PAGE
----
Today the world is facing many-sided challenges related to food systems. We need an urgent transition to production and consumption systems that allow us live in harmony with nature. Agroecology is an approach and a social movement that presents practical methods for a transition to a food system in which safe and nutritious food is produced with nature-friendly methods and made available to everyone.
Agroecology aims balance food systems to be ecologically sensitive, economically practicable and socially fair. It encourages social justice, nourishes cultural identities and enhances rural life.
As a science, agroecology analyses interactions among different components of agricultural ecosystems. As a practice, it forms resilient and stable production systems that protects and enhances natural entities.
The two main components of an agroecological food system are small scale farming and short supply chains. Practices of ecological farming include many approaches like permaculture, organic, biodynamic, or regenerative agriculture. Short supply chains include community supported agriculture (CSA), food cooperatives and farmers’ markets, which enable face to face interaction between producers and consumers and localize food production and distribution.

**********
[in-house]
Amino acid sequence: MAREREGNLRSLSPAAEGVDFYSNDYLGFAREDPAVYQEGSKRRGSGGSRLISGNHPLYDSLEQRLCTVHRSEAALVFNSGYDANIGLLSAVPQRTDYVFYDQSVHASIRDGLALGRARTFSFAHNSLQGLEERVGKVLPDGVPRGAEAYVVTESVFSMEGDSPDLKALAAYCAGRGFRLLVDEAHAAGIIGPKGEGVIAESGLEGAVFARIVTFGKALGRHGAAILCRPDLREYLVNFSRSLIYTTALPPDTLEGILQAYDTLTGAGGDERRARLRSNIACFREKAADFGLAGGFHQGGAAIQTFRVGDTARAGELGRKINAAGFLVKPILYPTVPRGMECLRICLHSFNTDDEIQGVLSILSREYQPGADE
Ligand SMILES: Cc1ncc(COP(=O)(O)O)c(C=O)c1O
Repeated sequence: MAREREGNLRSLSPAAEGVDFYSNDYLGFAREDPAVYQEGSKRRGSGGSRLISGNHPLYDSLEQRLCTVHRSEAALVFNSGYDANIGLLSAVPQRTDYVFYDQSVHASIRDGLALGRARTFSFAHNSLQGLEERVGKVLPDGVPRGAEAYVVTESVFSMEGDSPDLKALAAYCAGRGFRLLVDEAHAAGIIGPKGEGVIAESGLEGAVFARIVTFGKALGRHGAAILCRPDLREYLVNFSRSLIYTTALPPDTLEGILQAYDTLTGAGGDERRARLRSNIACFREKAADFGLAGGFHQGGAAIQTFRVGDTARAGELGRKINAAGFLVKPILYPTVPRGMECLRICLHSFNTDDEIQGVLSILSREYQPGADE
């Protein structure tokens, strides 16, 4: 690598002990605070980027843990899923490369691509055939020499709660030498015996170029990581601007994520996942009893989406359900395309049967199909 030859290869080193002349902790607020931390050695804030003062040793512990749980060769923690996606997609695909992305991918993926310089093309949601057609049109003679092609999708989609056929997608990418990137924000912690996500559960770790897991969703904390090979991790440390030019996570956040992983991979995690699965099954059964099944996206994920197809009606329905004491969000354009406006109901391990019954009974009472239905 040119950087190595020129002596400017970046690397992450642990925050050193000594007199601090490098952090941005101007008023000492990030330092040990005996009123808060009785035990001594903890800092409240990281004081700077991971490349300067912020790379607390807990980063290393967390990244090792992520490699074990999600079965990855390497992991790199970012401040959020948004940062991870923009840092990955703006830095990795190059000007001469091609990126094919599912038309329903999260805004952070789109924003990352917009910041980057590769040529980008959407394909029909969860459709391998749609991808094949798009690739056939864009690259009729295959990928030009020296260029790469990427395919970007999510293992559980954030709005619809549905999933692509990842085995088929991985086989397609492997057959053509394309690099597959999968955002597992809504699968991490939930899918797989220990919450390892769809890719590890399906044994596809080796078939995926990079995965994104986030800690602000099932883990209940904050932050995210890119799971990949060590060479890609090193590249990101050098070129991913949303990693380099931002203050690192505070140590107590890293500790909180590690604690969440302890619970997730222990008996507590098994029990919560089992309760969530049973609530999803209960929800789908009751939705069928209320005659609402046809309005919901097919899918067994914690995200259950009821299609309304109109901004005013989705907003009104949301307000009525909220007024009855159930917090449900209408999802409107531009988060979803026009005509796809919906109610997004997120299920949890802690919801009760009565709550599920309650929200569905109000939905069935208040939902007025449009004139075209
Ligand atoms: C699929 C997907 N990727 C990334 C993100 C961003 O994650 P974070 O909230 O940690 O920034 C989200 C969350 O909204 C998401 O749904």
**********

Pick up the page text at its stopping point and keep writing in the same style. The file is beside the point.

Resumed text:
The agroecology approach which encourages these production and distribution methods presents solutions to many important issues related to food safety, climate crisis, ecosystem restoration, social justice, gender equality, hunger and malnutrition. Agroecology, as a result of efforts of peasant organizations, mainly La Via Campesina, and other NGOs, is now being supported by UN Food and Agriculture Organization (FAO).
According to FAO’s statistics, more than 90% of the farms in the world belong to individuals and families, depending on domestic labor. Family farms form 70–80% of the total farming land and produce 80% of the world’s food. According to FAO, small scale family farming is the most important component of food production in both developed and developing countries and has environmentally and culturally strategic importance (www.fao.org/family-farming-2014). Family farming:
- is the main contributor to the food safety of the planet, by the diversity of products it supplies,
- supports the traditional diets and provides balanced nutrition for people,
- supports for agricultural biodiversity and sustainable use of natural assets,
- enhances local economies if supported by social policies.